Separation of Powers Under the 1997 Constitution: the Role and Functions of the Judiciary

Monday, July 20, 2009

"The Gambia shall be a democratic state dedicated to freedom, peace, progress, prosperity and justice. The Government, with due regard to the principles of an open and democratic society, shall foster accountability and transparency at all levels of government." Section 214, subsections 1 & 5 1997 Constitution of the Gambia  

The distribution of political power in a democratic state is determined by the Constitution, principally by the doctrine of the separation of powers. How and for what purpose political powers are utilised is a product of the dynamic interactions between the constitutional provisions and the capabilities and political predispositions of the incumbents. This is particularly true for the executive. The vast majority of modern constitutions embody the principles of the separation of power. The 1997 Constitution of the Gambia served as the foundation and basis for institutionalising the separation of powers among the legislature, executive and judiciary.

For example, the 1997 Constitution in Chapters VI, VII & VIII outline the functions of each institution and prescribe that the Executive, the National Assembly, and the Judicature function independently. The Constitution further provides for the separation of powers between the major institutions of governance, and explicitly states a commitment to decentralization of government functions, with a system of mutual and reciprocal monitoring between the legislature and the executive that further enhances the checks and balances in the governance processes. However, these constitutional provisions-and the governance structures-have not been systematically strengthened as a result there is a concentration of power in the executive branch. The concentration of power in the hands of few, or in some cases one individual, undermines the notion of separation of powers.

 In Africa the executive has historically been the most powerful institution of governance. The tendency of the executive to monopolize power and abuse discretionary authority has been universally observed throughout the ages. And in various manifestations and degrees, so have the other institutions of governance. There are several reasons why the executive tends to monopolize power and discretionary authority. The executive initiates and enacts laws, rules and regulations, and ensures their compliance. It controls administration of the country, and with the support of the civil service is the main provider of the public goods and services, including security and defense, and ensures law and order. It formulates and implements national policies; and it controls major material and financial resources, mobilizing people and providing employment. Clearly the executive has tremendous powers and discretionary authority at its disposal.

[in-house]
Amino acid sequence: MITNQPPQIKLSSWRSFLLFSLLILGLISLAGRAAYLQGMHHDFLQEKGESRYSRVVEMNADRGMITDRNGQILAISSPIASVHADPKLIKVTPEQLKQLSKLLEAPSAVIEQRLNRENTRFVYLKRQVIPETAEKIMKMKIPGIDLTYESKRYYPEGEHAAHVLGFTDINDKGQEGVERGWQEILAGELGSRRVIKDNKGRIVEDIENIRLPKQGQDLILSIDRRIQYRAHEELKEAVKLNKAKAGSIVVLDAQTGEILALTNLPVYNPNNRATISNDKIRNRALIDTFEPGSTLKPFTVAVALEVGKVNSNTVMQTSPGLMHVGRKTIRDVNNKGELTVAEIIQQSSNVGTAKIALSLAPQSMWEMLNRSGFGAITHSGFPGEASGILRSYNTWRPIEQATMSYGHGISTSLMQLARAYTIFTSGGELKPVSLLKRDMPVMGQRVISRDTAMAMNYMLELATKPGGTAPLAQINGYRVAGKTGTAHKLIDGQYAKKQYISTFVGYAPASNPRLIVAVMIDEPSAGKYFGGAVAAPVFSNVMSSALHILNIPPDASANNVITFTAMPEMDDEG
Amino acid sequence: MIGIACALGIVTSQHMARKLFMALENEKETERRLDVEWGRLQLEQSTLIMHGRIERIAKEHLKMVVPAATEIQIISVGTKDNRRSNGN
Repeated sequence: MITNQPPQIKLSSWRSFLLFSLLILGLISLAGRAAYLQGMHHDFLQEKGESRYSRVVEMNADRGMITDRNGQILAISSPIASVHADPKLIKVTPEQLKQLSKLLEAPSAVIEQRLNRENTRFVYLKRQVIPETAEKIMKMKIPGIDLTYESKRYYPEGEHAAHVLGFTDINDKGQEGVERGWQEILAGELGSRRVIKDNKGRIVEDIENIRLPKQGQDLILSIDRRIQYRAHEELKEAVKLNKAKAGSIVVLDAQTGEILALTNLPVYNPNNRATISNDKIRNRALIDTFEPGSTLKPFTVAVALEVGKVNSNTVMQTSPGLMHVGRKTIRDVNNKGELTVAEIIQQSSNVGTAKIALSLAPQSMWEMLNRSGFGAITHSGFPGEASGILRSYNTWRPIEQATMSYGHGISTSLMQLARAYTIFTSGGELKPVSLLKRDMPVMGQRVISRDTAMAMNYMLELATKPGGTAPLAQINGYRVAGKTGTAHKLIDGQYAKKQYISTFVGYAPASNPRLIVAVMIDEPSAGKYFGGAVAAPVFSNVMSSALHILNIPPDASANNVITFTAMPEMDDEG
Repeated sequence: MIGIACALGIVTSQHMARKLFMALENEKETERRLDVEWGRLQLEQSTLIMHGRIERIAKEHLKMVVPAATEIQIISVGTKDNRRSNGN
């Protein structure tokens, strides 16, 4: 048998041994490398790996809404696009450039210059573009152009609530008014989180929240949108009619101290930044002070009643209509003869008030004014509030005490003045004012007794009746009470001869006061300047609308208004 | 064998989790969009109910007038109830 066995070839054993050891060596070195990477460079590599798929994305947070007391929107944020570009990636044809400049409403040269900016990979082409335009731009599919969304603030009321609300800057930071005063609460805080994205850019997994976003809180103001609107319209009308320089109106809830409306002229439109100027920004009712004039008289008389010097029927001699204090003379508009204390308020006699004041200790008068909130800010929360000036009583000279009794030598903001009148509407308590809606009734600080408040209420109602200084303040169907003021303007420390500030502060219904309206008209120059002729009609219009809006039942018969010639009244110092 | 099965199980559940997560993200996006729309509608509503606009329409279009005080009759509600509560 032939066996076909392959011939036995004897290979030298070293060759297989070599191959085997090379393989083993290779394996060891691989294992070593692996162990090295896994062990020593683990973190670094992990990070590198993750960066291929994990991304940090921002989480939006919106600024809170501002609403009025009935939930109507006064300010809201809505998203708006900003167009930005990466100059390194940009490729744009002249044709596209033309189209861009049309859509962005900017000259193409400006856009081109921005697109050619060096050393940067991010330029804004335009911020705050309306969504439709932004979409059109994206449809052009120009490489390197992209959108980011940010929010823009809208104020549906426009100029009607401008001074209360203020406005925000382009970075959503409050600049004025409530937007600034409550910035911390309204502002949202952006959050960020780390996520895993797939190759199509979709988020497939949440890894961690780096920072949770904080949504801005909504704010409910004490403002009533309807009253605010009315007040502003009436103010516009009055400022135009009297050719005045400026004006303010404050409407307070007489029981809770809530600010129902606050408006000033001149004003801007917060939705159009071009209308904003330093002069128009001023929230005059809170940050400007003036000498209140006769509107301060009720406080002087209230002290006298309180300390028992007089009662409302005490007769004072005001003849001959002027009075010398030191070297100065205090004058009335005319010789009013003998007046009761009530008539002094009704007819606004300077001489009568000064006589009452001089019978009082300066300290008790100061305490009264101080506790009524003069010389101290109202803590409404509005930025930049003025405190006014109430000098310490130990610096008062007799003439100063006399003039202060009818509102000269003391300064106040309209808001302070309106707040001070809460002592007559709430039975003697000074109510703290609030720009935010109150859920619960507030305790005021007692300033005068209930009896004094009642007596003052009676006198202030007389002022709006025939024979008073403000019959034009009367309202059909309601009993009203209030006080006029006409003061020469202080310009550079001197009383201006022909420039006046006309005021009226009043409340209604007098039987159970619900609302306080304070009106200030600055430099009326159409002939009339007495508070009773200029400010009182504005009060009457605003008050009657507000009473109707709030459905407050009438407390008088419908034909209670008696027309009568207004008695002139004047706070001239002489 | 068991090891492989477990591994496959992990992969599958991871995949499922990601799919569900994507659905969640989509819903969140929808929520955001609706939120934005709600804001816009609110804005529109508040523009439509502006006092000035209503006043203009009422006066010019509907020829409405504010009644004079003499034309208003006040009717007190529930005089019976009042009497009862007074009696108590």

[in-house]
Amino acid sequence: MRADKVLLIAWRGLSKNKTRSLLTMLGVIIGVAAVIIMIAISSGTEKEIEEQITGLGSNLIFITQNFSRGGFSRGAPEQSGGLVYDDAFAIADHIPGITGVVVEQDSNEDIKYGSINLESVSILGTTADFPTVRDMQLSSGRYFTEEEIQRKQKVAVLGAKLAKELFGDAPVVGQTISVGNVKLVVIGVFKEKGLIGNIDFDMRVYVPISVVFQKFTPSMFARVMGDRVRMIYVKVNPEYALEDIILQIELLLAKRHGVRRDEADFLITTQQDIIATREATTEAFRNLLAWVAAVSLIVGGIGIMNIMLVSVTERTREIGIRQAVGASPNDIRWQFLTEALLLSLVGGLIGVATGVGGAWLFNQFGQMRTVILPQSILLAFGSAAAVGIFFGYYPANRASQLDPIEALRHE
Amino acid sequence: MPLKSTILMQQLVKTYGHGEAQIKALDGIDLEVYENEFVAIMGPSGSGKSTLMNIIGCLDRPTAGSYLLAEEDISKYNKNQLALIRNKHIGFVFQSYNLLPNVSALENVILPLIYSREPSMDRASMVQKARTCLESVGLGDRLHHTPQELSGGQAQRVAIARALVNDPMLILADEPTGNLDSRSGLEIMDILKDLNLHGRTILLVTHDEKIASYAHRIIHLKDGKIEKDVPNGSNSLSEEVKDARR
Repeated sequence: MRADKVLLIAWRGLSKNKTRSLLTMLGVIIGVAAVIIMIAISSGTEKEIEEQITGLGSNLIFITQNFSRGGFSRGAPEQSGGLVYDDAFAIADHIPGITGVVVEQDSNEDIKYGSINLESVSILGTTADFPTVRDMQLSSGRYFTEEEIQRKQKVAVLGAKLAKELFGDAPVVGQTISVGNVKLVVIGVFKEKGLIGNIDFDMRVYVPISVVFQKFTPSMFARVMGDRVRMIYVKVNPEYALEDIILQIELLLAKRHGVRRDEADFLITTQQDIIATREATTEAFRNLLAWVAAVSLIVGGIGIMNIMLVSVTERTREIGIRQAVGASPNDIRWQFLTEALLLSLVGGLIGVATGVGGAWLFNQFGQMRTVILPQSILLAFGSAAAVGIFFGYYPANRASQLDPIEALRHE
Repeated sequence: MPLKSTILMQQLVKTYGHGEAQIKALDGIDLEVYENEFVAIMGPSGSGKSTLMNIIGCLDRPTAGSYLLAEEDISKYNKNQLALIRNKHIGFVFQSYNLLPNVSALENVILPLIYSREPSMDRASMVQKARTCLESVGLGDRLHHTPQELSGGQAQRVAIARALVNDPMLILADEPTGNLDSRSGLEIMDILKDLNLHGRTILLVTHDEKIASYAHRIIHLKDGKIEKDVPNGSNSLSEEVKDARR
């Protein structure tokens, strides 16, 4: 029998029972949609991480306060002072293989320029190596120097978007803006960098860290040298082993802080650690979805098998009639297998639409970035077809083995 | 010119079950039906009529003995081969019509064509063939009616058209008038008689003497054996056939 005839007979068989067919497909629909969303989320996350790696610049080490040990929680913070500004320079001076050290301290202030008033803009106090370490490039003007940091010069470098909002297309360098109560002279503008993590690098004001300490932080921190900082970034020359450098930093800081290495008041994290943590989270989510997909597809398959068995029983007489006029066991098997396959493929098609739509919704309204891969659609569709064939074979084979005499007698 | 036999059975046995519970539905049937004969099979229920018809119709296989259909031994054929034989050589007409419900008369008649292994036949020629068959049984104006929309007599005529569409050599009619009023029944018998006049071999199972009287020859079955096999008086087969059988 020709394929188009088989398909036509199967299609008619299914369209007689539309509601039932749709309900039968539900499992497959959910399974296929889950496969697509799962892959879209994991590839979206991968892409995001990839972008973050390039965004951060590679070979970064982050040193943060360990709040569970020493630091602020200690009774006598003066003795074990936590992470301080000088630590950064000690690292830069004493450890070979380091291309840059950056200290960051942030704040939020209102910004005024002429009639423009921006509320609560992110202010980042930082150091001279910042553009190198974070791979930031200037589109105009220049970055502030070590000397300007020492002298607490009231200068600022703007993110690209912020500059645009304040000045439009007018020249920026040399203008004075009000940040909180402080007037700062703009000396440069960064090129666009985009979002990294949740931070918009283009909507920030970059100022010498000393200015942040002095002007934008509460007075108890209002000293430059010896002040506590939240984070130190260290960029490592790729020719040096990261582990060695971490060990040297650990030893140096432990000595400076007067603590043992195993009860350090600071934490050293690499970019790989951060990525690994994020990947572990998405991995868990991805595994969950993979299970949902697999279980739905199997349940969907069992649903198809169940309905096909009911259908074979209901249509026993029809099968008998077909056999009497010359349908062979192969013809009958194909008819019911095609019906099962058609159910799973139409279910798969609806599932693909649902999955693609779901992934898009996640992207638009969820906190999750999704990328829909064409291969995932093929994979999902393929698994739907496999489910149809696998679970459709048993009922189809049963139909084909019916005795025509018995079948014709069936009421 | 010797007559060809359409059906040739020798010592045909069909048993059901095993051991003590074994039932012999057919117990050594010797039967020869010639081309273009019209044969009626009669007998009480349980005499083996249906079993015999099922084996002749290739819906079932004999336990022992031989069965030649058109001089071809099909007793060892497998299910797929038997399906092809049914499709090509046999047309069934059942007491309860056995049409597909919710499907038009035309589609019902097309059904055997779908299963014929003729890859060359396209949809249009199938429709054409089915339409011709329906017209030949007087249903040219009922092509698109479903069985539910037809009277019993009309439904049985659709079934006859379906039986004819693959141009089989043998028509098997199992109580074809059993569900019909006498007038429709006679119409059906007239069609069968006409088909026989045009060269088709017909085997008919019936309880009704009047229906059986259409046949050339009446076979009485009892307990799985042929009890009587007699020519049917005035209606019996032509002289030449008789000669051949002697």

To ensure accountability and prevent abuses, its powers need to be constrained through checks and balances. These are essentially measures and mechanisms calculated to inhibit the tendencies for the excessive use of power and regulate the exercise of discretionary authority of the institutions of governance within the constitutional provisions and political culture of a country. Checks and balances are intended to constrain the dominance of one institution, the executive in particular, over the other institutions and agents of governance. In a democracy good governance requires enduring and dynamic checks and balances between all the major institutions of government and their respective agencies.

The establishment of a constitutional state in 1997 represented a legal watershed. The new legal order calls for an open and democratic society founded on human rights, sovereignty of the people and the primacy of the rule of law. In so doing the constitutional role of the courts was changed fundamentally - they are now required to declare invalid, legislation or conduct inconsistent with the Constitution. (Section 127(b).

 The vision of our Constitution is to establish an open democracy committed to social justice and the recognition of human rights. It seeks to improve the quality of life for all citizens and free the potential of each person. However it should be noted that while the majority of Gambians live in deep poverty, this vision cannot be achieved. Achieving the vision of the Constitution remains a challenge not only for the judiciary but for all Gambians. The challenge of poverty is a global challenge as are the recent threats to global financial systems.

Unfortunately the 1997 Constitution does not in my view sufficiently affirm the importance of international law in the protection and promotion of human rights. And the fact that the Constitution does not direct judges interpreting the fundamental Rights to have regard to international law and conventions mars the vision for universal justice.

As the role and importance of the Judiciary have increased, so have the scope of the responsibilities borne by judges and magistrates. The primary function of the judiciary remains the same - to decide cases brought before them impartially and according to the law. However it should be noted that most of the work performed by judges is not done in formal court sittings, but in chambers and after hours. Judicial officers may not initiate cases of their own accord, nor is it their function to provide advice on matters of public interest.